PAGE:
• Resolved pre-existing damp problems

“So much has already been achieved. And now it’s time for the final push; to install a sustainable heating system and open up the church to community use.”
Revd Paul Cowan, Vicar

The project is now moving on to renewable heat through a ground source heat pump.

What’s left to do?

  • To harness ground source heat, requiring 5 boreholes in church grounds
  • To replace the old and inefficient boiler with a ground source heat pump
  • To replace the church floor and install under-floor heating
  • To glaze the north transept to enable its use as a multipurpose meeting space

To help the church to realise the final phase of the project they are asking people to:

  • Use, and recommend, St George’s as an events venue to your friends and neighbours
  • Donate to the project – collect a green form from the back of church
  • Organise a fundraising event
  • Keep your eyes peeled for external funding opportunities
  • Spread the word – raise our profile!
  • Pray for the church community and this project

For more information about the project visit:

www.georgegoesgreen.org

www.st-george-newbury.org

For more information about renewable energy options and your church visit the Diocese o Oxford website.

For the love of …

Have you taken part in the Climate Coalition’s latest campaign For the love of…?

For-the-Love-Of_Abod_tcm15-77960This is a simple platform to engage others in your church in taking action on climate change. It enables people to speak about what they love that is threatened by climate change. This will be presented to politicians this summer as well as during key political moments over the next two years to demonstrate the huge growing concern about climate change across the UK.

You can add your voice and encourage others at http://fortheloveof.org.uk/

Exploring the abundance of summer

This article originally appeared in the Oxford Times

The summer is here – the abundance of life is clearly all around us – nature is busy doing its thing! It is a time when we perhaps feel more connected to the earth. Delights for our senses are everywhere, from the sweetness of freshly picked strawberries and peas, to the wonder of so many shades of green around us.

It is a time of year when we might start to sense and know more fully that we are all connected to nature. It isn’t just something that we watch on TV, or that we venture into to walk the dog. In fact it isn’t something we go into at all, rather we are part of it. Really we are indistinguishable from nature.

This realisation can be profound. It has the potential to help us change the way we view nature, and also how we look after it. It is also good for us! Growing evidence suggests that embracing nature connection boosts our physical and psychological well-being and deepens our ecological sensitivity.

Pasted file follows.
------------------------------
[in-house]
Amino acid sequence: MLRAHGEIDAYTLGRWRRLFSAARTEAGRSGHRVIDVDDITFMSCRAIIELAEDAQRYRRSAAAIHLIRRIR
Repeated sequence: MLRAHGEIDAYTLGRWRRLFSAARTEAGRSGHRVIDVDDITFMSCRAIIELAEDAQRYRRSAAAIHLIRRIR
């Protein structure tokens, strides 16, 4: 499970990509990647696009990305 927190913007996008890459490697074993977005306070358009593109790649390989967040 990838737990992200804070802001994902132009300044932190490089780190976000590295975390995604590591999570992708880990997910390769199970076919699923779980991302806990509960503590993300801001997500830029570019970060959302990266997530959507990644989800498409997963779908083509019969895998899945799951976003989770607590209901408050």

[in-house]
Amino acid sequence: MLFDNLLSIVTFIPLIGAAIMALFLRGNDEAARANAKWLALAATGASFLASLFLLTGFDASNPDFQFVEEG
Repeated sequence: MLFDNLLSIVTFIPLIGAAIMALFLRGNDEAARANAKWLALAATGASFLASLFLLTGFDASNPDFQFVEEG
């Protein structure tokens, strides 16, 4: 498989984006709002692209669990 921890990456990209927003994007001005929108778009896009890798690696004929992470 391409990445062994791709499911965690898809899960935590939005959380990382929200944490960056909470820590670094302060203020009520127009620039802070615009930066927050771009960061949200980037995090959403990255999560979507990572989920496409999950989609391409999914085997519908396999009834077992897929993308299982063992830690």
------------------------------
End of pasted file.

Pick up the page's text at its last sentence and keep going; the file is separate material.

Nature connection is also central to the Forest Church movement that has been steadily growing over the past two years (now with over 13 groups in the UK and a presence in four countries) and is asking the question of what ‘being church’ whilst participating with nature might look like? There are a few Forest Church groups in the Oxford area exploring this question and connecting with their local nature in different ways. In Carterton a group has, for example, been exploring bushcraft skills and orienteering at Kilkenny Country Park, whilst Wychwood Forest Church started with a sponsored walk in the Charlbury area.

Oxford Forest Church recently met at Wytham Woods again (we are wanting to see it in every season for a year). It was a week before the Summer Solstice, so we reflected on the gifts of the sun, the light, warmth, colour and abundance it brings. It was also a week after Pentecost, so we celebrated the presence of Spirit who gives life in all its fullness. Thanks to Dr Andy Gosler (a University Research Lecturer in Ornithology & Conservation) we were treated to a close-up encounter with a nest of Great Tit fledglings – and we took time to engage with nature silently. We closed our time with a tea ceremony, using tea made of three plants from the summer’s abundance – chamomile for peace and rest, dandelion leaves for cleansing, and elderflower for strength of voice and song. We passed the tea around with the words “may the blessing of God’s abundance be with you”.

As you enjoy the abundance of summer why not take time to purposefully head outside to appreciate nature, and how you’re part of it? Use all your senses. You could walk outside barefoot, like St Francis did, so he would experience no disconnect between himself and “Sister Earth”.

May the blessings of God’s abundance be with you, wherever you find yourself this summer.

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Find out more about Forest Church groups in the Oxford area here.

Matt Freer is a freelance project manager and Environment Advisor for the Diocese of Oxford, where he co-ordinates the EarthingFaith.org network